The work of data integration can be broken down into several key tasks:
- Defining data interfaces for use in an integration scenario; this usually involves access to sample data and/or specifications and standards (XML schemas, business implementation conventions, etc.)
- Mapping source to target interfaces to represent the actual mapping logic
- Ability to test integrations
- More advanced data architecture requirements such as, but not limited to:
- Data semantics
- Impact analysis
- Usage profiling
- Integration solution management
Once an integration pattern or solution is deployed, there is the process of configuring a workflow, monitoring traffic, reviewing errors and logs, reporting requirements, SLA monitoring, etc.
In a customer-driven iPaaS scenario, many of these tasks are done by the customer and deployed to an integration platform. While more of these tasks can be done on a rich client device than previously, a key question is whether the business will have sufficient staff to handle these integration activities now and in the future with ever-increasing data requirements and constantly evolving security challenges.
In the managed service model, the provider is responsible for building integration patterns, rules and mapping and handles the deployment. They will have the necessary resources and expertise as well as the robust and rich set of tools that is required to effectively manage a complex integration solution. In addition, providers offer complimentary services that empower the consumer with greater management and visibility into what is happening on the managed provider’s platform on their behalf.
Going forward, applications that provide rich reporting, business analytics, BAM, audit/log viewing and easy access to data from mobile devices are fast becoming requirements.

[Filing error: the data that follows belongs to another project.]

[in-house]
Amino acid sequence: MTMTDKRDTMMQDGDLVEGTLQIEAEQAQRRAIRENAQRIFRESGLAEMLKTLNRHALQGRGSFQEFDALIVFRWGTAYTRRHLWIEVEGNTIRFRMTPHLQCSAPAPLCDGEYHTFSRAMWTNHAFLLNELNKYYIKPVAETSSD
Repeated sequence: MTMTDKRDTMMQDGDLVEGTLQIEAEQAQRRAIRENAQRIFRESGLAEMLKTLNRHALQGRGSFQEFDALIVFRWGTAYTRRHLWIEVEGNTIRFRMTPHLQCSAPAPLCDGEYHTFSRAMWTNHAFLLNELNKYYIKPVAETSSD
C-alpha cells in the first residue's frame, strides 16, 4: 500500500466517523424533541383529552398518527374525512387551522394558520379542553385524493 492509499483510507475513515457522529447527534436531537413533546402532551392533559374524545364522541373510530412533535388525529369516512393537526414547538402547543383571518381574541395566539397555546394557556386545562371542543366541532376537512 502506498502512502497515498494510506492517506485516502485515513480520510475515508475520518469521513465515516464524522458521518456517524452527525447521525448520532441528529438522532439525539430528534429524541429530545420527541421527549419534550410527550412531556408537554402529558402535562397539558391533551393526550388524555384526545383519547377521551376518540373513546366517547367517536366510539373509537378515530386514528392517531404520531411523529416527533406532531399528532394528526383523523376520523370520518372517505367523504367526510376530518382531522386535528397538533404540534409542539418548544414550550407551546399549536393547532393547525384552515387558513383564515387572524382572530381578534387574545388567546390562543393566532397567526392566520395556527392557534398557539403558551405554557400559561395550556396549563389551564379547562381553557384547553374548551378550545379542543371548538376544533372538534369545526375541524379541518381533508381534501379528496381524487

Self-service capabilities that enable portable users to modify and resubmit data also will likely become an area of focus as more and more providers offer this functionality and users increasingly discover it can be done from almost any Internet-connected device in the world.
The future of enterprise applications for mobile devices is ultimately about providing the workforce with the data they need, when they need it and where they need it. With demand heating up and a growing “mobile first” mindset, providers will want to extend as much visibility, reporting and functionality to their managed service customers as possible while also ensuring data security.
The alignment of extremely high device adaption, increasing adoption of cloud services and the use of frameworks that make it easier to push data-rich experiences, along with corporate acceptance and policies that support mobile devices (often referred to as BYOD), is enabling integration providers to now offer first-class applications for smartphones and tablets. How your business handles data integration may be the key to taking advantage of them.
Rob Fox is senior director of EAI/B2B Software Development for Liaison Technologies and the architect for several of Liaison’s data integration solutions. Liaison Technologies is a global provider of cloud-based integration and data management services and solutions. Rob was an original contributor to the ebXML 1.0 specification, is the former chair of marketing and business development for ASC ANSI X12, and a co-founder and co-chair of the Connectivity Caucus.